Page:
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The Application of Polymers: Plastics!

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Chemistry Volunteer Activities
Main Image
Chemistry Volunteer Activities
Created by
McMaster University
Activity Language
Time Needed for Activity

Students are introduced to different types of household plastics and the concept of polymers and then complete two related experiments.

This workshop is designed to introduce Grade 7-12 students to a specific type of materials: polymers. The activity is divided into two parts. In the first part, the students are introduced to different types of household plastic, the concept of polymers and their different applications. The experiment section contains two separate experiments: making a balloon skewer and making "plastic" from milk.

What You Need

Activity 1: Balloon Skewer

  • 2 balloons
  • 2 bamboo skewers
  • Permanent marker
  • Dish soap
  • Vegetable oil

Activity 2: Making Plastic from Milk

  • Steel casserole dish
  • 4 tsp. of vinegar
  • 1 cup of fat free skim milk
  • Silicone cake mold

Safety Notes

Be cautious when using bamboo skewers in Activity 1 and when using the stove in Activity 2. Students can become injured if they are not cautious. 

Be sure to check for any allergies with the educator before using food products with students.

What To Do

Activity 1: Balloon Skewer

  1. Separate students into two groups. One group would perform this activity with vegetable oil and the other with dish soap. 
  2. Apply vegetable oil all over the skewer, or apply dish soap on two points on the balloon. Puncture slowly through the balloon anywhere or through the points coated with dish soap.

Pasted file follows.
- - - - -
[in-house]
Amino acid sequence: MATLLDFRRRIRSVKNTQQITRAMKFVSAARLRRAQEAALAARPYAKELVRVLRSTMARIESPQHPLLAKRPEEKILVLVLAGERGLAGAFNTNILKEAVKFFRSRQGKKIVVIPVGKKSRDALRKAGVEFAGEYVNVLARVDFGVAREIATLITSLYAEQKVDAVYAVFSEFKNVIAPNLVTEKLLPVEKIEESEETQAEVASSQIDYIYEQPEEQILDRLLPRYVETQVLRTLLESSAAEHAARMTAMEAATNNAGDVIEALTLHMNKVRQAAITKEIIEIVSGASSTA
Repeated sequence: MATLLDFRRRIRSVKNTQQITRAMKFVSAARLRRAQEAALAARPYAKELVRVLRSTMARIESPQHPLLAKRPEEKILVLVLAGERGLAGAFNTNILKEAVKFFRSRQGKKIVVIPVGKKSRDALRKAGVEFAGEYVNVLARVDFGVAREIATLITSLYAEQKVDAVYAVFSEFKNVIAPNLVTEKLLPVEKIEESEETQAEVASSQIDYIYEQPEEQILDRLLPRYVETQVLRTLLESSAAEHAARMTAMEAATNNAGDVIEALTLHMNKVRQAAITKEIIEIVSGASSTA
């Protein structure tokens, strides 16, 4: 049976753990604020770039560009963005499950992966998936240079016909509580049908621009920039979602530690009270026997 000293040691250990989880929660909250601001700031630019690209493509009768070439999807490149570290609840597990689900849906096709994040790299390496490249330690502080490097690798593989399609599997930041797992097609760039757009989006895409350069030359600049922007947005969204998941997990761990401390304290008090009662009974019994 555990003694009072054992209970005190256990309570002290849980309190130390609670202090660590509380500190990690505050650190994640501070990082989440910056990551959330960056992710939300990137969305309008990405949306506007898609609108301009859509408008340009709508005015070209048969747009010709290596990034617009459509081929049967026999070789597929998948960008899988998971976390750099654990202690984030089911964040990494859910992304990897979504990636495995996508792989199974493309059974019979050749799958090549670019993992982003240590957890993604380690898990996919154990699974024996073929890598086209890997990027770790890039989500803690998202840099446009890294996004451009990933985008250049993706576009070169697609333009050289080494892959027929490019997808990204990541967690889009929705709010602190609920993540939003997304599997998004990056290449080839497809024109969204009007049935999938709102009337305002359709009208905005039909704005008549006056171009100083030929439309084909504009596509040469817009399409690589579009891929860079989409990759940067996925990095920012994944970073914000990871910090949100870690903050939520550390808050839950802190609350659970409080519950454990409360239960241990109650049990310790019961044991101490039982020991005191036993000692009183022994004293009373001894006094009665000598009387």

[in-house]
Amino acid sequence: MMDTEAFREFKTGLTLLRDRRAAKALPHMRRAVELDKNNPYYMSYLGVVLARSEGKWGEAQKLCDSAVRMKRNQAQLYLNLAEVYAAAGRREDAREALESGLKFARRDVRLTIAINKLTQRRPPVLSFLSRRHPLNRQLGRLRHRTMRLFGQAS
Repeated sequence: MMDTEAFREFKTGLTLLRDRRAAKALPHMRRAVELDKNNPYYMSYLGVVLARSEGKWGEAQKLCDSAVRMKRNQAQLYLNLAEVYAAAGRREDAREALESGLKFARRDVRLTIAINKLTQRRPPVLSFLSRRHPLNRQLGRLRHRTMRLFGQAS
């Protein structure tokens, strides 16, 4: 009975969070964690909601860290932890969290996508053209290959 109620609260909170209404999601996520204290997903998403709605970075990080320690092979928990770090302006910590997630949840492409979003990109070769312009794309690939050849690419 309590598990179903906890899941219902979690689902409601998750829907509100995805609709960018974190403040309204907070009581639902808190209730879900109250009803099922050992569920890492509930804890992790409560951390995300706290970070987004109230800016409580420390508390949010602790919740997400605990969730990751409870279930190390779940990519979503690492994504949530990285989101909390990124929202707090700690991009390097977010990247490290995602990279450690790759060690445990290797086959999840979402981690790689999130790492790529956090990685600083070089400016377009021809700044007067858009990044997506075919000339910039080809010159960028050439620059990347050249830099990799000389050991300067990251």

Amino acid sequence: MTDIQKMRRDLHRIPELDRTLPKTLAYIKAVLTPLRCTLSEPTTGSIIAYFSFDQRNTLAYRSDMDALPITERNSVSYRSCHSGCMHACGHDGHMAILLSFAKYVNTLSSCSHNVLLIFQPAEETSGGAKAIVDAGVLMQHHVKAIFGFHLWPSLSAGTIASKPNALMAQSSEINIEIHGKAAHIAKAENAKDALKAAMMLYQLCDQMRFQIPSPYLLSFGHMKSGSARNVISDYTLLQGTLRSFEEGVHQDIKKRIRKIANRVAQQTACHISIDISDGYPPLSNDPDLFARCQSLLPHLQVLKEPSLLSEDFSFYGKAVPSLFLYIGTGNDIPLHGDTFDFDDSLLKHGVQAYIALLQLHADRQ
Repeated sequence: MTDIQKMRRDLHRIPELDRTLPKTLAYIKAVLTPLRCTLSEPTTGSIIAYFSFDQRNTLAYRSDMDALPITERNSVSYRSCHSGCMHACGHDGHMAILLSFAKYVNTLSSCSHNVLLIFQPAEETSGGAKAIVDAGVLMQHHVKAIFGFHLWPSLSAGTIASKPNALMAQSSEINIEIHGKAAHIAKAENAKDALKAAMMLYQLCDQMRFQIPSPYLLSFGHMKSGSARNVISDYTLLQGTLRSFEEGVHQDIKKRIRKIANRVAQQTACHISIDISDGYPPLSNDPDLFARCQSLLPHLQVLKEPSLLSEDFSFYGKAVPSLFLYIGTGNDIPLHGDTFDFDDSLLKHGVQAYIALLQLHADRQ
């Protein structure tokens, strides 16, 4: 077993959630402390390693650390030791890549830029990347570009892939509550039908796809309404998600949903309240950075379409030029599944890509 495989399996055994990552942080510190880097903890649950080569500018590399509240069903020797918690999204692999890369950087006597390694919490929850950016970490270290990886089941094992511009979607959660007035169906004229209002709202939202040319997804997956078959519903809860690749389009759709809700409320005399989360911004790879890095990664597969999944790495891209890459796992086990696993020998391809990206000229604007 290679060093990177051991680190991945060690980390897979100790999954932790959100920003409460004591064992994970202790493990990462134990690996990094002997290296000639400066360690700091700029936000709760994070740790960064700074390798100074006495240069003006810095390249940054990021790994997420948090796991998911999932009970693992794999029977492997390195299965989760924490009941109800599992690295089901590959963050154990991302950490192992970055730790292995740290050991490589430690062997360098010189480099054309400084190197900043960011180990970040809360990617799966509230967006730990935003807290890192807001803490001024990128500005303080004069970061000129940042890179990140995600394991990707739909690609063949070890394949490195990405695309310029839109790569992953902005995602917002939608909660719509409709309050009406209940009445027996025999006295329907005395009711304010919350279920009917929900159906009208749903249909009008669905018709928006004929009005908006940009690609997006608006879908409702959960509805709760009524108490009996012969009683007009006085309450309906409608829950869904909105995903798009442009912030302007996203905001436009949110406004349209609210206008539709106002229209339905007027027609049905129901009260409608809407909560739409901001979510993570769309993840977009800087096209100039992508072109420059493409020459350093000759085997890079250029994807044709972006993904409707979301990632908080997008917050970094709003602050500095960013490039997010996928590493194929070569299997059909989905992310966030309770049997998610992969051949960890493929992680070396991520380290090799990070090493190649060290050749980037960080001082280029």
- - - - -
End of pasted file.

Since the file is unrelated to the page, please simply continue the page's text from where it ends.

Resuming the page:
3. Use a permanent marker to draw 7-10 dots on the second balloon roughly the size of a dime. Inflate the balloon, and ask the students to take observations of the size of the dots. What does this mean? 
  4. Ask the students to decide on the best spot to puncture the balloon with the skewer without popping the balloon. 

Activity 2: Making your own Plastic

  1. Pour a cup of milk into the pot, add vinegar and stir with a spoon. Turn on high heat (CAUTION), wait for two minutes and then stir.
  2. Take it out of the pot, put into the silicone mold when it is still warm. Flip the mold upside down to prevent bending and allow plastics to cool down.

Discovery

What's Happening?

The surface tension is reduced at the points coated with dish soap, the polymer chains close around the skewer, preventing the balloon from popping. After removing the skewer, the balloon will not pop, instead the air will gradually leak out. The polymers are stretched out the least at the end of the balloon, which is the best place to puncture the balloon.

Milk contains monomeric casein. A chemical reaction, namely polymerization, occurs with the help the acid under heating condition. The casein chains formed will then harden into plastics.

What's Happening?

The surface tension is reduced at the points coated with dish soap, the polymer chains close around the skewer, preventing the balloon from popping. After removing the skewer, the balloon will not pop, instead the air will gradually leak out. The polymers are stretched out the least at the end of the balloon, which is the best place to puncture the balloon.

Milk contains monomeric casein. A chemical reaction, namely polymerization, occurs with the help the acid under heating condition. The casein chains formed will then harden into plastics.

Resources

https://www.youtube.com/watch?v=hum0q0gGDrY

https://www.youtube.com/watch?v=e3A2z4-MbRQ

https://www.stevespanglerscience.com/lab/experiments/skewer-through-balloon/